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Guest cracked ass

The Flipside Principle

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Guest cracked ass

Here's another obscure topic for the advanced freight geek.

You'd think that, once you piece a car, it has a 50% chance of facing the right way when it goes by someone benching, right? (Or, for the Murphy's Law cynics, that it's more like 10%, but you're only half serious.) Well, the news is, maybe not, especially if your car doesn't go far before coming back.

I painted a big percentage of my freights at a sweet spot which no longer exists. The vast majority were done on the same side of the line, and just a couple on the flipside, as it was far less chill there. Six hundred miles away, a regular bencher we knew of caught our stuff once in a while. It took me a long time to notice, after seeing flicks he took and bench lists he posted, that he caught almost exclusively the few we did on the flipside, and almost none of the ones we did on the chill side. I even saw a Ghouls piece in one of his flicks which looked familiar. I checked the car number and sure enough, I had one running on the other side of that car, painted at that spot, so that car was also facing the usual way. I have come to the conclusion that when he's at his benching spot, facing the trains, the westbounds are going to his left and the eastbounds to his right. (So he's looking within ninety degrees of north.)

The truth is, train cars don't turn around much. If you think about it, the most common situation for a railcar is to be shipped facing one way, spotted at a layup the same way (its orientation will not change whether it goes into the layup forward or backward), pulled from the customer the same way, and shipped back facing the same way. The only way for a car to turn around is to go through two legs of a triangle or "wye", forward through the first and backward through the second; or, if it takes a long route that is a loop. (And it must do these an odd number of times, as the second time will turn it back the original direction.) These happen less often than you might think.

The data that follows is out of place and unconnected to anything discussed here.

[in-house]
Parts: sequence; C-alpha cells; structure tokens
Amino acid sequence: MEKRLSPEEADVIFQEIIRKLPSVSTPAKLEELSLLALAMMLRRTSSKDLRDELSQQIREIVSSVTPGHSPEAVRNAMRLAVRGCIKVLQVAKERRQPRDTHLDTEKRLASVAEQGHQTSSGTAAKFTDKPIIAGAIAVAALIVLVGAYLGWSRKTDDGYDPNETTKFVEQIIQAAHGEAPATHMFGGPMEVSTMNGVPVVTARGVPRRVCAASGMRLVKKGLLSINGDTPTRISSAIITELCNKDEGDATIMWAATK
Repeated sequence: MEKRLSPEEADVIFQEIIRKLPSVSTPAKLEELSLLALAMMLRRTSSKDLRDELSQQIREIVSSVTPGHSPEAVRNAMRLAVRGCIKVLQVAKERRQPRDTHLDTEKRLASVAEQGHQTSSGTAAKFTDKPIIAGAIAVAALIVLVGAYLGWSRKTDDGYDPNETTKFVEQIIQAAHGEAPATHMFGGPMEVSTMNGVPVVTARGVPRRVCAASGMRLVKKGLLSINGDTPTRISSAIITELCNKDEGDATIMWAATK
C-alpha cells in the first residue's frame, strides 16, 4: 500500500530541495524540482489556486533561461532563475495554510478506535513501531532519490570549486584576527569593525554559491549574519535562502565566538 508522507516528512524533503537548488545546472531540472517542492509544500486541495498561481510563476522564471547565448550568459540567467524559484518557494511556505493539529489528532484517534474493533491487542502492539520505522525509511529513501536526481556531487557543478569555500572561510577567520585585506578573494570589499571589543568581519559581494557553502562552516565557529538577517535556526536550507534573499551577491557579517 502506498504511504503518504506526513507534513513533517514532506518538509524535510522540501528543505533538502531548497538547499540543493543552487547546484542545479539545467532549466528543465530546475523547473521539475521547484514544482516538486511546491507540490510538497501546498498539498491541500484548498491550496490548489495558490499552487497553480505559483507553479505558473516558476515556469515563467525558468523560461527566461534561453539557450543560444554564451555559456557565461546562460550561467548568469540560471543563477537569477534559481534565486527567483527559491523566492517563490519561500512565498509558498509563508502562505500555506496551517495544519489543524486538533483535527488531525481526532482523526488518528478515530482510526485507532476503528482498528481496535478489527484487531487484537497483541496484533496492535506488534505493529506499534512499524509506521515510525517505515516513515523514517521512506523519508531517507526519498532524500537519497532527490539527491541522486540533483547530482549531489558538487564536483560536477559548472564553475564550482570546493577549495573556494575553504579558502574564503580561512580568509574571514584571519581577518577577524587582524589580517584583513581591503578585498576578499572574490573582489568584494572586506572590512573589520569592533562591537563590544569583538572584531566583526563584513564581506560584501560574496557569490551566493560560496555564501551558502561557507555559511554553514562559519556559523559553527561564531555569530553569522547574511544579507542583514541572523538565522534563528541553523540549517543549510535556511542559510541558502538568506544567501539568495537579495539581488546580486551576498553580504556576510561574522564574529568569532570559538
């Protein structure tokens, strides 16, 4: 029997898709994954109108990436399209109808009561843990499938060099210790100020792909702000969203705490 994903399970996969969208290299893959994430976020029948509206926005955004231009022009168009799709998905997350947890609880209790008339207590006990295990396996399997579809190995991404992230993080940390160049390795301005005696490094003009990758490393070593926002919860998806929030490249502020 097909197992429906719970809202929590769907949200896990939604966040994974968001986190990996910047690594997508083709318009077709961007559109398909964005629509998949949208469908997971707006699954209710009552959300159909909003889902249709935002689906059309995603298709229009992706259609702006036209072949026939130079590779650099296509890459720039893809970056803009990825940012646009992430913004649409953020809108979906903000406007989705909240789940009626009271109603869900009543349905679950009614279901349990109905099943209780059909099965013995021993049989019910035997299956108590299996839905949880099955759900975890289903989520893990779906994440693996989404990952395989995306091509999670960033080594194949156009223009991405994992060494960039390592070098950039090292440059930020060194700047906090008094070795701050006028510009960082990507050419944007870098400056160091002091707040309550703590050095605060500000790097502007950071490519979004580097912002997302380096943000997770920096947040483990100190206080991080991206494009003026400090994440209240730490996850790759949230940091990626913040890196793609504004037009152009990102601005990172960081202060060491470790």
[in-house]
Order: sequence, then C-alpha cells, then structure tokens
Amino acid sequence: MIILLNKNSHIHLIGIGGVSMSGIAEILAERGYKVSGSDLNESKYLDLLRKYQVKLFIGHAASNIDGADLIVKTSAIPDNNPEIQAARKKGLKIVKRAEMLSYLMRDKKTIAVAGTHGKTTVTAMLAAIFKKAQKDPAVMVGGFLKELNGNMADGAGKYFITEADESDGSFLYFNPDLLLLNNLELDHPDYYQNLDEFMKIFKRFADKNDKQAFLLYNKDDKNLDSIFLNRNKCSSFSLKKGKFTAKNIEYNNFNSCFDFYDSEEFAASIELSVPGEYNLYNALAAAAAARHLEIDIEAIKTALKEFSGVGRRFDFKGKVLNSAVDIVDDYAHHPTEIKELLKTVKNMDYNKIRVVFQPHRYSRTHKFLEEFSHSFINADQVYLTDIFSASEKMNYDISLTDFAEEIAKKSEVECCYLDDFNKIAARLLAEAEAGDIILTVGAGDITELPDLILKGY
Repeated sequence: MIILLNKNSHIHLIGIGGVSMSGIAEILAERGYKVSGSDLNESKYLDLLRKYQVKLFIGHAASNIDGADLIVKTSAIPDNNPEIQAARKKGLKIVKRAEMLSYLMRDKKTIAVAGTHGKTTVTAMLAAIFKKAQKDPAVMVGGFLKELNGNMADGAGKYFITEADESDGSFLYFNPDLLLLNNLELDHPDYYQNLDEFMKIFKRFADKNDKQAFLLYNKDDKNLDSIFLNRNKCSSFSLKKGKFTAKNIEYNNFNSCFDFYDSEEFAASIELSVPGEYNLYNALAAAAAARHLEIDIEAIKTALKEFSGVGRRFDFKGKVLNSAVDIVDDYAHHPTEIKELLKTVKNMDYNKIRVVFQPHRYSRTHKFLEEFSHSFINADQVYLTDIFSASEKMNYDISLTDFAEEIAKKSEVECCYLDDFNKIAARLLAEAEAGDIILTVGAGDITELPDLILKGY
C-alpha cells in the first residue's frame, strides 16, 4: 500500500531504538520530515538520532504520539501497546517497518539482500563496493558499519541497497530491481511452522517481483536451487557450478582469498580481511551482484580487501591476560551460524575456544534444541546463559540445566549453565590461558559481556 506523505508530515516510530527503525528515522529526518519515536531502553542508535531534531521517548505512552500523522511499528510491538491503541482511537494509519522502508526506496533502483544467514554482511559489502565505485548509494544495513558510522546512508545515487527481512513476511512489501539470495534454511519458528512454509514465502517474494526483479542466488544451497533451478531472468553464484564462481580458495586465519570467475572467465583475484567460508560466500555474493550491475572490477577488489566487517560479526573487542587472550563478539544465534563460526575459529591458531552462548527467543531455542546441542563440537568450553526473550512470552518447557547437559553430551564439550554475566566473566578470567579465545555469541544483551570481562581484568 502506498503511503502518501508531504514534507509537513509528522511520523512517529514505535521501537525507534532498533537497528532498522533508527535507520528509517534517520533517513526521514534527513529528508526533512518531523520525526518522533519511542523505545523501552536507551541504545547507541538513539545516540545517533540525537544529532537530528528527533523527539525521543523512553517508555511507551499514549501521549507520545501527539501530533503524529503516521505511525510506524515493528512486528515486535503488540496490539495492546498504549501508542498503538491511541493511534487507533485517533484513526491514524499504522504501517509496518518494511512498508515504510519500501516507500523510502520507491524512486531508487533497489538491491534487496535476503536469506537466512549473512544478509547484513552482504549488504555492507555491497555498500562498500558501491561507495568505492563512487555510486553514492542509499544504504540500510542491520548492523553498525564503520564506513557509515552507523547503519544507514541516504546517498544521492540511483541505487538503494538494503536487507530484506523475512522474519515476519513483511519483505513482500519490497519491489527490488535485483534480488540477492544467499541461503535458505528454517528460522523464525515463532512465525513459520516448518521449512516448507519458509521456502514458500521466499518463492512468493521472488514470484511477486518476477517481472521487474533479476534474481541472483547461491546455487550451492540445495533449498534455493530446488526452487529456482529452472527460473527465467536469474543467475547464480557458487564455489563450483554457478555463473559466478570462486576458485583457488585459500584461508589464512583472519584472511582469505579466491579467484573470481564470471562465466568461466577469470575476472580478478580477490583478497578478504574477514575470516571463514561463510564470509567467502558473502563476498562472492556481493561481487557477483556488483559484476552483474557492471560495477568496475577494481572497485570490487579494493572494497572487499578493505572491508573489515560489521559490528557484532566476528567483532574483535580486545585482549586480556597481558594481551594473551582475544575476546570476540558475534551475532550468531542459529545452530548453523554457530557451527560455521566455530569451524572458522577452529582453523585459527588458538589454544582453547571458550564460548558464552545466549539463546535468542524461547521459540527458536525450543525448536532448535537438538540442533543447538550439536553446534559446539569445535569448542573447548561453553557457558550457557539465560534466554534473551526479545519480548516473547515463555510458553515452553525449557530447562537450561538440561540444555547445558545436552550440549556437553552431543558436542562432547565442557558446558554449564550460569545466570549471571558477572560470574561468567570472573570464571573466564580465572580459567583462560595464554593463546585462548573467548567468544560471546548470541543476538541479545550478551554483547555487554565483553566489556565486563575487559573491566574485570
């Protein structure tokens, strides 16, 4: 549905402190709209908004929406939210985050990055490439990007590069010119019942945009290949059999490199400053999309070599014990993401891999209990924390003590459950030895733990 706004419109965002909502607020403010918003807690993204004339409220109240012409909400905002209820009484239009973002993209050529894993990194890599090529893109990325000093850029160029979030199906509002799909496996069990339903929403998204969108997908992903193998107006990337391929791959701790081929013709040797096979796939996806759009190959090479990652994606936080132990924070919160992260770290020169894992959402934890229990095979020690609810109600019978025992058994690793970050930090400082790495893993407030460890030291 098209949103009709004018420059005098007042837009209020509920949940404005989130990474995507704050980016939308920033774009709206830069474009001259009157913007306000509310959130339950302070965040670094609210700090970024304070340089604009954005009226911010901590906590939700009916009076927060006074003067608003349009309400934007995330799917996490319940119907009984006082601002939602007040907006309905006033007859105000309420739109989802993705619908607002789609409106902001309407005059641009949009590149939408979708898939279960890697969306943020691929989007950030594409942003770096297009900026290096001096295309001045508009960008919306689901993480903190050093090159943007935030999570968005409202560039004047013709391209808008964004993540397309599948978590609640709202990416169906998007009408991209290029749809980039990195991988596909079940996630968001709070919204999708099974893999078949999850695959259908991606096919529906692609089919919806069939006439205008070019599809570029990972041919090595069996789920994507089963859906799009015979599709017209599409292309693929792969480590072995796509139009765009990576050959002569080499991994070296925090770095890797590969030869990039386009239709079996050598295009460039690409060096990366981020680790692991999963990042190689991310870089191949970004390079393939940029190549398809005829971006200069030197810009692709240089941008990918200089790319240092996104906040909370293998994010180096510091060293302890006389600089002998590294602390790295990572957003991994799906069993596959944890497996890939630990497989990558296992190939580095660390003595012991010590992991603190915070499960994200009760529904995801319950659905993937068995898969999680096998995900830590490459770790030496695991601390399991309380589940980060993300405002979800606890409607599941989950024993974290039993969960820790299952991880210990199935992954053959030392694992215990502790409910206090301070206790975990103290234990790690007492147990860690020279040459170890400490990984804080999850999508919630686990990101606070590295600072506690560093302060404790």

There are a few minor implications of this. For those who bench regularly at the same spot, and get the same types of cars coming through a lot, bench the other side a few times. You might be surprised to see some people repping a lot harder on the flipside, just because train cars rarely turn around, and their favorite spot always makes their pieces face the wrong way for you. Second, try to hit the other side at your regular spots, you may be seen by heads who would have missed it otherwise. Also, you may hit the same type of car often, and the customer who gets those cars is situated such that they get turned around once on the trip, so if you don't remember your car numbers, and you don't check the other side before painting, you might hit the same car twice by accident.

For cars that get around to a lot of different customers, the chance of your piece facing a random viewer is 50%. For a locally based car, and a specific bencher not far away, the chance will either be much lower, or much higher.

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interesting thought. i know that where i am at, there is a part of the track that runs between a highway and i drive past the line and then turn and head past the other side to check which is better for when i beat it to the bench spot. we typically tell eachother what side to flik or film by which side of the bench spot they should sit at.

like, "gallery-side" or "mcdonald's side" for example. so i guess we're lucky to get to preview both sides.

as far as painting one side more often goes, i've never really thought of that. but it defenitely holds true. seems like most spots have an chill and a less chill side so i know that i typically never even look on the other side unless i am going back for day fliks or something.

this is good stuff to think about. thanks

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Guest mopius

i have thought about which side would get more spots, but didnt get as far as you have in my thinking...

 

i am always thinking when i bench of what im missing on the other sides

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Yo, i must be a complete dork because i've thought about this subject every time ive gone to the yards since i hit my first freight, and always wondered if nobodys ever seeing my shit caues im painting the wrong sides.